Shows & Panels
- The 2014 Big Picture on Cyber Security
- AFCEA Answers
- Ask the CIO
- Building the Hybrid Cloud
- Connected Government: How to Build and Procure Network Services for the Future
- Continuing Diagnostics and Mitigation: Discussion of Progress and Next Steps
- Federal Executive Forum
- Federal Tech Talk
- The Future of Government Data Centers
- The Future of IT: How CIOs Can Enable the Service-Oriented Enterprise
- The Intersection: Where Technology Meets Transformation
- Maximizing ROI Through Data Center Consolidation
- Mitigating Insider Threats in Virtual & Cloud Environments
- Modern Mission Critical Series
- Moving to the Cloud. What's the best approach for me
- Navigating Tough Choices in Government Cloud Computing
- The New Generation of Database
- Satellite Communications: Acquiring SATCOM in Tight Times
- Targeting Advanced Threats: Proven Methods from Detection through Remediation
- Transformative Technology: Desktop Virtualization in Government
- The Truth About IT Opex and Software Defined Networking
- Value of Health IT
- Air Traffic Management Transformation Report
- Cloud First Report
- General Dynamics IT Enterprise Center
- Gov Cloud Minute
- Government in Technology Series
- Homeland Security Cybersecurity Market Report
- National Cybersecurity Awareness Month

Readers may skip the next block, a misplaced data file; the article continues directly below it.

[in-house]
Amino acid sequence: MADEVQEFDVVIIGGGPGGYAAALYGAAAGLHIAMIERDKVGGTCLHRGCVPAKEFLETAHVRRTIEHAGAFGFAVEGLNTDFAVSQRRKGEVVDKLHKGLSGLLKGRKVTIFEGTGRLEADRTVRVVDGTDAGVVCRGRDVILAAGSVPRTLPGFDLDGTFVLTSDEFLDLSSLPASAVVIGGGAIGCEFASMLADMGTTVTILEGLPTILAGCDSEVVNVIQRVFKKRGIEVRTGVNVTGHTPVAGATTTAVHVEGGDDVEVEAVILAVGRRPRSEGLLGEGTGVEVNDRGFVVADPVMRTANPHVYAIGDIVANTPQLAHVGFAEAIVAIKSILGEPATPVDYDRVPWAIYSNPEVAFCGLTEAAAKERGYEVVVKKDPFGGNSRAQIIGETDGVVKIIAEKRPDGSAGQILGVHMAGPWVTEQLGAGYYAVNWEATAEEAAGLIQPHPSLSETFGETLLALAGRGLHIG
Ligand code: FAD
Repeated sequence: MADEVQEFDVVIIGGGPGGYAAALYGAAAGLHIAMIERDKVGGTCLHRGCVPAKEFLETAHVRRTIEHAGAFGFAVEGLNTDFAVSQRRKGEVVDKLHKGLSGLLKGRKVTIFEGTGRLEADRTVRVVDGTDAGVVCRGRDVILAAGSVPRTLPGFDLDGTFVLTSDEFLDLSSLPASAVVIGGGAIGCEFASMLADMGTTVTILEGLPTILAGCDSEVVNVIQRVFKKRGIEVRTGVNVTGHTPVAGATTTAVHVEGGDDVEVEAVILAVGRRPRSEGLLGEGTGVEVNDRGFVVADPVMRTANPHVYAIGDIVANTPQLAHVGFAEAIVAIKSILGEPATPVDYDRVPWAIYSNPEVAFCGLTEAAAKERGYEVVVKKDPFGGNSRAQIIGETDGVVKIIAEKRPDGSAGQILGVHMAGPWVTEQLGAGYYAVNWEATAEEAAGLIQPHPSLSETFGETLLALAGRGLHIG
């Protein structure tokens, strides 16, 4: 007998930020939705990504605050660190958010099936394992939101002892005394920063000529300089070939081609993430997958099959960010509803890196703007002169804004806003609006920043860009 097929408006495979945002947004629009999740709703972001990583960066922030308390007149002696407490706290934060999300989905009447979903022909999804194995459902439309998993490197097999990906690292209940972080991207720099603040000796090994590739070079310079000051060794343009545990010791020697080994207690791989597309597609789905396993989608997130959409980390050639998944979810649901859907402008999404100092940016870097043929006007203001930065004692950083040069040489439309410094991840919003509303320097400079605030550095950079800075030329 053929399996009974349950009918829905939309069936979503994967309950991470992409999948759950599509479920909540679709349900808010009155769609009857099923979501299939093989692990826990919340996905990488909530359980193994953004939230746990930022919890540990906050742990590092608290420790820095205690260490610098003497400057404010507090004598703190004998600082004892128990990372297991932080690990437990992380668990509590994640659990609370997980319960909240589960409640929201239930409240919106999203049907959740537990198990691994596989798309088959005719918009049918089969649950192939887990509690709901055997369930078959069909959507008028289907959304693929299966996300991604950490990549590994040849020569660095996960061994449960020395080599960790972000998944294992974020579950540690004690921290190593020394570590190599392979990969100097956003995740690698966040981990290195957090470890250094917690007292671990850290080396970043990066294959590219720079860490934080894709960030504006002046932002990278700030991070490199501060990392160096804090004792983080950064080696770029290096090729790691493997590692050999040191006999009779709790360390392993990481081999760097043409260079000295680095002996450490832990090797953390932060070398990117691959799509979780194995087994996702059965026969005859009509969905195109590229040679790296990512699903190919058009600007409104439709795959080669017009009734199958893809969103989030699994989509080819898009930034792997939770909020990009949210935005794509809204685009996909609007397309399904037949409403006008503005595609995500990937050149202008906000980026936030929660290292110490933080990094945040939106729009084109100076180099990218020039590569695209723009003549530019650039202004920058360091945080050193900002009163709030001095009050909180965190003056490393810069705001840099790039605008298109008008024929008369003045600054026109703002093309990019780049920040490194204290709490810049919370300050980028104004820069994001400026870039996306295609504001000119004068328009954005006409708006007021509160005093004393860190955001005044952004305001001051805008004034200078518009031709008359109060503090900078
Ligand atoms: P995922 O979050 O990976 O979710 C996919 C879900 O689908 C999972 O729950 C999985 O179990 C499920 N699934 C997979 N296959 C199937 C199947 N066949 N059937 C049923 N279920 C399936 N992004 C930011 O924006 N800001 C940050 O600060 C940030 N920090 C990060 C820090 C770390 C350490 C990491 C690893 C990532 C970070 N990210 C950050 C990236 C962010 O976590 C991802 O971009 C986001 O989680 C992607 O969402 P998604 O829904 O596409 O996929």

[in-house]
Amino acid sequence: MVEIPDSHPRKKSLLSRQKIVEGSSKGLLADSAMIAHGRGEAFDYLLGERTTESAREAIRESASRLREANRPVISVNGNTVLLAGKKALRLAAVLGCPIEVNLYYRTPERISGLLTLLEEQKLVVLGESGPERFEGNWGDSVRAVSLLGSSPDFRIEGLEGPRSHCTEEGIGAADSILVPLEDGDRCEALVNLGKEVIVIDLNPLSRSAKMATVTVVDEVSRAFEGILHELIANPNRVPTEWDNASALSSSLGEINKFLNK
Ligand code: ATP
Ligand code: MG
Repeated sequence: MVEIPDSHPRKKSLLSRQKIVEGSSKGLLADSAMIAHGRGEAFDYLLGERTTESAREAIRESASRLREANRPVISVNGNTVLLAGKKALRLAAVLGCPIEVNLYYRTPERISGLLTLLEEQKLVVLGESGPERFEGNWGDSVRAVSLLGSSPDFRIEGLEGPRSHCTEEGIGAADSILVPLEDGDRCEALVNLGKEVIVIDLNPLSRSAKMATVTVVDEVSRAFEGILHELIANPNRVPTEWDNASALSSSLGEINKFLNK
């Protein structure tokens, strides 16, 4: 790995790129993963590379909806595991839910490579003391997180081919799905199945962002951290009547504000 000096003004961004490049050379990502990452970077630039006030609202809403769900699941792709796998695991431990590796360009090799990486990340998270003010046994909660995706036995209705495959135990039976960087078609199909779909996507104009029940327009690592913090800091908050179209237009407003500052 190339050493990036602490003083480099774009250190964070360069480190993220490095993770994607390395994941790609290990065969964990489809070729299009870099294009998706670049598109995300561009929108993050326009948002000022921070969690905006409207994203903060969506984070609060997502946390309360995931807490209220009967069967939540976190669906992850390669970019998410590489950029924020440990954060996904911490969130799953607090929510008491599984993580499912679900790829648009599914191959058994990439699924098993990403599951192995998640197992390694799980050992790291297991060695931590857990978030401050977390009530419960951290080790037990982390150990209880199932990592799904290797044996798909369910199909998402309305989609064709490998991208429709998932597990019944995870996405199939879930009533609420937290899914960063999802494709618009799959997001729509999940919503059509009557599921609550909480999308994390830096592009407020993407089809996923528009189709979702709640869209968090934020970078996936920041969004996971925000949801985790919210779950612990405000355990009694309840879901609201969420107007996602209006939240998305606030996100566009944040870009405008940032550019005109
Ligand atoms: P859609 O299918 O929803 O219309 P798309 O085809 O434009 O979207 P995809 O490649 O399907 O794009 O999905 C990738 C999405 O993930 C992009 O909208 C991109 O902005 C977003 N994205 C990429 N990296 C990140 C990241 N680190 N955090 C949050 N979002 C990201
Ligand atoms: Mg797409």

- Technology Insights
- The Cyber Security Report
- The Next Generation Cyber Security Experts
Shows & Panels
Search Tags: MobileGov
The Homeland Security Department's CIS is using a continuous delivery model where it automates reviews of software code to ensure security and quality. DHS is using a similar approach for mobile apps called the Carwash, where it's checking the code to compliance with specific requirements.
Compiling government data cuts costs and fosters technological advancements, according to Lisa Schlosser, deputy associate administrator in the Office of E-Government and Information Technology. She is calling for agencies to re-envision data as a product to be shared.
The General Services Administration is preparing the Network Services 2020 program that would move the government to a standardized telecommunications network infrastructure. Other agencies, such as VA and ATF, are building on their experiences with the cloud to create an agile network infrastructure.
The agency cites its desire to streamline services as the reason to phase out the site. But industry experts say use of apps.gov has been minimal and there was no clear market for the portal. OMB launched the site in September 2009.
The administration will release its Digital Management Strategy today that details 29 goals with deadlines over the next 12 months. OMB wants to set up a FedRAMP-like process for mobile, open a new Digital Innovation Center run by GSA and require the use of APIs.
The release of the new iPad could make the government mobile market even hotter than it is now. Tom Suder, the president and CEO of Mobilegov, joined In Depth with Francis Rose to discuss whether the new tablet will help fuel demand for iPads at federal agencies.